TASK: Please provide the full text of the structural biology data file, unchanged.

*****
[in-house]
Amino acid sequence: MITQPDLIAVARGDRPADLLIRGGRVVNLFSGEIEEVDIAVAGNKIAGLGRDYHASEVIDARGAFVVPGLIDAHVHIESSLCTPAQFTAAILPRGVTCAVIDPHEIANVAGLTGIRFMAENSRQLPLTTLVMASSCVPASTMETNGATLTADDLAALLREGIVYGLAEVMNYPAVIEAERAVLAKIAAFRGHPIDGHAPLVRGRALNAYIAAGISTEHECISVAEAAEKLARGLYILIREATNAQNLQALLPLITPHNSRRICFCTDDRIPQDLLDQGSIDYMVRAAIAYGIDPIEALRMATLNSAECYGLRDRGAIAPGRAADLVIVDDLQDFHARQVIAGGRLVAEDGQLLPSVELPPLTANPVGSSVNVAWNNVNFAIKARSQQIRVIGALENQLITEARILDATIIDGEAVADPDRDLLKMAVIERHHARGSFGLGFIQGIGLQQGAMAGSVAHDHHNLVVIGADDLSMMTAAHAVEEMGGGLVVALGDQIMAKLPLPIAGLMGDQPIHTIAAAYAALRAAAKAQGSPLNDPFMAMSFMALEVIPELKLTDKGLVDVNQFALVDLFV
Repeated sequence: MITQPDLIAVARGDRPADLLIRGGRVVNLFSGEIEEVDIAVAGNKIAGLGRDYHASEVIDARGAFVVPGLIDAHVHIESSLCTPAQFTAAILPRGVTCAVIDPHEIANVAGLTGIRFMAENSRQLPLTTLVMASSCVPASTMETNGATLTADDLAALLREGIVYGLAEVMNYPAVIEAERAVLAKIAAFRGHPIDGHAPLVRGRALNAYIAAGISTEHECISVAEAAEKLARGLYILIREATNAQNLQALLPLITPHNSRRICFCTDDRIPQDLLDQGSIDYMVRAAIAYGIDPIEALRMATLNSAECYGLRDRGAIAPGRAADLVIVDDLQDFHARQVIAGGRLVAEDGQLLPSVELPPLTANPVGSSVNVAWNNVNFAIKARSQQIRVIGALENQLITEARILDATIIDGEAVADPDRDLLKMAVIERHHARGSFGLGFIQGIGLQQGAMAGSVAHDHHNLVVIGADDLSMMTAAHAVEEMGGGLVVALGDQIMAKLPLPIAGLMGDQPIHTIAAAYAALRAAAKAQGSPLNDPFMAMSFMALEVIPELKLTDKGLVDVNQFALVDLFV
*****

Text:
[in-house]
Amino acid sequence: MITQPDLIAVARGDRPADLLIRGGRVVNLFSGEIEEVDIAVAGNKIAGLGRDYHASEVIDARGAFVVPGLIDAHVHIESSLCTPAQFTAAILPRGVTCAVIDPHEIANVAGLTGIRFMAENSRQLPLTTLVMASSCVPASTMETNGATLTADDLAALLREGIVYGLAEVMNYPAVIEAERAVLAKIAAFRGHPIDGHAPLVRGRALNAYIAAGISTEHECISVAEAAEKLARGLYILIREATNAQNLQALLPLITPHNSRRICFCTDDRIPQDLLDQGSIDYMVRAAIAYGIDPIEALRMATLNSAECYGLRDRGAIAPGRAADLVIVDDLQDFHARQVIAGGRLVAEDGQLLPSVELPPLTANPVGSSVNVAWNNVNFAIKARSQQIRVIGALENQLITEARILDATIIDGEAVADPDRDLLKMAVIERHHARGSFGLGFIQGIGLQQGAMAGSVAHDHHNLVVIGADDLSMMTAAHAVEEMGGGLVVALGDQIMAKLPLPIAGLMGDQPIHTIAAAYAALRAAAKAQGSPLNDPFMAMSFMALEVIPELKLTDKGLVDVNQFALVDLFV
Repeated sequence: MITQPDLIAVARGDRPADLLIRGGRVVNLFSGEIEEVDIAVAGNKIAGLGRDYHASEVIDARGAFVVPGLIDAHVHIESSLCTPAQFTAAILPRGVTCAVIDPHEIANVAGLTGIRFMAENSRQLPLTTLVMASSCVPASTMETNGATLTADDLAALLREGIVYGLAEVMNYPAVIEAERAVLAKIAAFRGHPIDGHAPLVRGRALNAYIAAGISTEHECISVAEAAEKLARGLYILIREATNAQNLQALLPLITPHNSRRICFCTDDRIPQDLLDQGSIDYMVRAAIAYGIDPIEALRMATLNSAECYGLRDRGAIAPGRAADLVIVDDLQDFHARQVIAGGRLVAEDGQLLPSVELPPLTANPVGSSVNVAWNNVNFAIKARSQQIRVIGALENQLITEARILDATIIDGEAVADPDRDLLKMAVIERHHARGSFGLGFIQGIGLQQGAMAGSVAHDHHNLVVIGADDLSMMTAAHAVEEMGGGLVVALGDQIMAKLPLPIAGLMGDQPIHTIAAAYAALRAAAKAQGSPLNDPFMAMSFMALEVIPELKLTDKGLVDVNQFALVDLFV